Important Pender Emergency Room Update 7/5/2022
Until further notice, our Emergency Room will be open 24/7 starting 7/1/2022.
Please remember to call us if you and your pet are in need of medical assistance. If our facility is at capacity, our evening and overnight team has access to the status of other local emergency rooms and can better serve you if you call first to discuss your pet’s needs.
Published on June 27, 2016
Bearded Dragons are seen more and more frequently as pets through the United States. Like every reptile species, they require very specific housing conditions in order to survive in captivity. Let’s discuss the specific care requirements these little guys need to thrive in your home.
Bearded Dragons should be housed in enclosures that are at least twice as long, one time as wide, and one time as tall as the length of your dragon. For adult bearded dragons, an appropriate enclosure should measure 4-6 ft. long, 2 ft. wide and 2 ft. high. Most dragons are comfortable in glass tanks with a screen top, although glass is a poor insulator and may lead to dramatic temperature fluctuations. Ventilation may also be compromised in a glass tank due to a lack of air circulation along the sides and back wall. Other enclosure options include wood, plastic or fiberglass. Custom enclosures are popular because they are more versatile, permitting the addition of extra ventilation panels, front access doors and greater security for the inhabitants. An enclosure should be large enough to provide a wide temperature gradient both horizontally and vertically.
The best bedding, also known as substrate, for your Bearded Dragon is under great debate. Decomposed granite or large grained sand is often used, but here at Pender we advise not to use sand substrate due to reports of intestinal blockage occurring with these materials. Appropriate substrates include newspaper, paper towels, recycled paper animal bedding and reptile carpet. For a naturalistic option, one can use orchid bark from fir, but the bark can irritate your Beardie’s feet if too large or cause intestinal impaction if too small. Gravel and pebbles are not recommended as they are difficult to clean and are often ingested. Do not use corn or walnut cob, alfalfa pellets, kitty litter, or wood shavings. Bearded Dragons have a very active metabolic rate when at the appropriate temperatures, so plan on frequent cleaning.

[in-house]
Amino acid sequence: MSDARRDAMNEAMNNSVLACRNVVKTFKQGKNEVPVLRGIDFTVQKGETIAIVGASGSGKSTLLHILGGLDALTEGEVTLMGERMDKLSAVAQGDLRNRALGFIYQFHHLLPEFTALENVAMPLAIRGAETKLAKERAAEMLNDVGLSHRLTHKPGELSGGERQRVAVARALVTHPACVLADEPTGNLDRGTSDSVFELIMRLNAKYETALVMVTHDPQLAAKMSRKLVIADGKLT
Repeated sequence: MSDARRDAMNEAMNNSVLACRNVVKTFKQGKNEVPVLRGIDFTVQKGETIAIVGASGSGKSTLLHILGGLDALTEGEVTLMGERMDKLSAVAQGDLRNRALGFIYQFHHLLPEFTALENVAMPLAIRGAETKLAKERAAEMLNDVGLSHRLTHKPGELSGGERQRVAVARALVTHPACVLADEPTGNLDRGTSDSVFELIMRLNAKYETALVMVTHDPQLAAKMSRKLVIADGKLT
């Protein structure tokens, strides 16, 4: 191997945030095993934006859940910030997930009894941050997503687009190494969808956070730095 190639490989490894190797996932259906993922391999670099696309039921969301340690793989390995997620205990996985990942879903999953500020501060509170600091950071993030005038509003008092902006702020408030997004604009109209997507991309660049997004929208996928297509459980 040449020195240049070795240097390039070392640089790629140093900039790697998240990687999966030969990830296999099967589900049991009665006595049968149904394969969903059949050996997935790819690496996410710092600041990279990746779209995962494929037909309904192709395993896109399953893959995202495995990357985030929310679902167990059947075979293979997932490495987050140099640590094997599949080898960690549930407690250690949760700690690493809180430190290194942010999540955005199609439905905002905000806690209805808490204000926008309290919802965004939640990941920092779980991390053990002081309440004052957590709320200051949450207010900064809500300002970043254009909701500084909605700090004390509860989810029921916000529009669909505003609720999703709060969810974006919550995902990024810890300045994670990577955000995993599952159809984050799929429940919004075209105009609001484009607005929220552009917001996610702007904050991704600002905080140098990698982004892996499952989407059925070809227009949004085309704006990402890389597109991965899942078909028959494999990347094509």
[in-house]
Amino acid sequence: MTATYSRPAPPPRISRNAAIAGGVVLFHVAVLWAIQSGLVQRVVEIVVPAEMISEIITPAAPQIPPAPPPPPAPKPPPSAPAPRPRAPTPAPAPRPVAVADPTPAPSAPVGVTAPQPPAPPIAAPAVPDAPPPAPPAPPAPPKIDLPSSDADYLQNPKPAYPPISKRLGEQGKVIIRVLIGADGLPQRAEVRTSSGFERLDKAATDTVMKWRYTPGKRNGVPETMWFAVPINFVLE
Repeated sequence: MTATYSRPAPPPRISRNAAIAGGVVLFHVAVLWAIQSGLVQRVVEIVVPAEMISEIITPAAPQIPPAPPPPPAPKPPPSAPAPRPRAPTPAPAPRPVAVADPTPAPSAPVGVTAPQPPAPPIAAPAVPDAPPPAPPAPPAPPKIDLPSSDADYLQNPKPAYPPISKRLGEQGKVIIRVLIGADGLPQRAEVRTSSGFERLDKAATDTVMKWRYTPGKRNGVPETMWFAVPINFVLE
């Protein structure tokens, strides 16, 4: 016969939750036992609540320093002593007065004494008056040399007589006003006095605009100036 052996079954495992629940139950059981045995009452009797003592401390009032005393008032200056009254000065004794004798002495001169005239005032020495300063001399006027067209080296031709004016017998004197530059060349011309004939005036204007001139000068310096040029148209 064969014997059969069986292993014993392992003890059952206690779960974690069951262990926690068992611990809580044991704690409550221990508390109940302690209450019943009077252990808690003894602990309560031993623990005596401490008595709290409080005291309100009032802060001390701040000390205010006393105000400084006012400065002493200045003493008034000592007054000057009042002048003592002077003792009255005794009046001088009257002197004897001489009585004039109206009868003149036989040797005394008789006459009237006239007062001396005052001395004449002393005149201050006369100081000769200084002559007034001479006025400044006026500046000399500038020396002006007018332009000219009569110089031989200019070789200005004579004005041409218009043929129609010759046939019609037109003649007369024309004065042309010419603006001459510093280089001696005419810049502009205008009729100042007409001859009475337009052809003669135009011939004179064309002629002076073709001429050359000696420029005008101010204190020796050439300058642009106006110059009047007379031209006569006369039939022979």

Bearded Dragons need both basking and hiding areas. Ideally, the tank should be big enough to have a hiding place at both ends of the temperature gradient, plus a basking area closer to the heat source. A shallow water dish should be present in the enclosure at all times. In general, bearded dragons are reluctant to drink from bowls. Spraying rocks in their enclosure is also a good idea as it allows them to lap up water beads from the surface.
Bearded Dragons are ectothermic or “cold blooded”, thus requiring supplemental heat in captivity. There should be both a warmer and cooler side to their enclosure. The warm side of the cage should be 85-95°F. The cool side of the cage should be no colder that 70°F. Your beardie will need a basking site of 95-105°F. We strongly advise against using hot rocks. Hot rocks require direct contact to provide heat and frequently cause dehydration and thermal burns in reptile species. Heating pads under the tank are a much safer option to provide supplemental heat to your beardie. Improper temperature control is the leading cause of illness in captive reptiles. When kept at too cool temperatures, your beardie’s metabolism, digestion, kidneys, and immune system all function at a reduced capacity.